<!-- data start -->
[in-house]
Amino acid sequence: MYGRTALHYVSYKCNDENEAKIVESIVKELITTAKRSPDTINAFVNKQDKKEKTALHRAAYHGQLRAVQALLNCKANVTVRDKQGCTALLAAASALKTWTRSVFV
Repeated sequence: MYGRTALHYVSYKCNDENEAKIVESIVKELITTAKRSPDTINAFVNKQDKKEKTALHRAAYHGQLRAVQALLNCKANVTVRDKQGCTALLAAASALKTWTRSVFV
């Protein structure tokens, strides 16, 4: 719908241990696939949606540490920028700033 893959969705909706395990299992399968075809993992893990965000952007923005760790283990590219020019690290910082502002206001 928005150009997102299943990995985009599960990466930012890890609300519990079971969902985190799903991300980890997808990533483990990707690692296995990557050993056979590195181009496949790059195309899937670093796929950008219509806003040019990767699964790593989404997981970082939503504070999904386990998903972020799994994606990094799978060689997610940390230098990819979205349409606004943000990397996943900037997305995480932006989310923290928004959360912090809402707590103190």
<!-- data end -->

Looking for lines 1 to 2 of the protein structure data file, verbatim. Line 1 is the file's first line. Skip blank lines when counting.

[in-house]
Amino acid sequence: MYGRTALHYVSYKCNDENEAKIVESIVKELITTAKRSPDTINAFVNKQDKKEKTALHRAAYHGQLRAVQALLNCKANVTVRDKQGCTALLAAASALKTWTRSVFV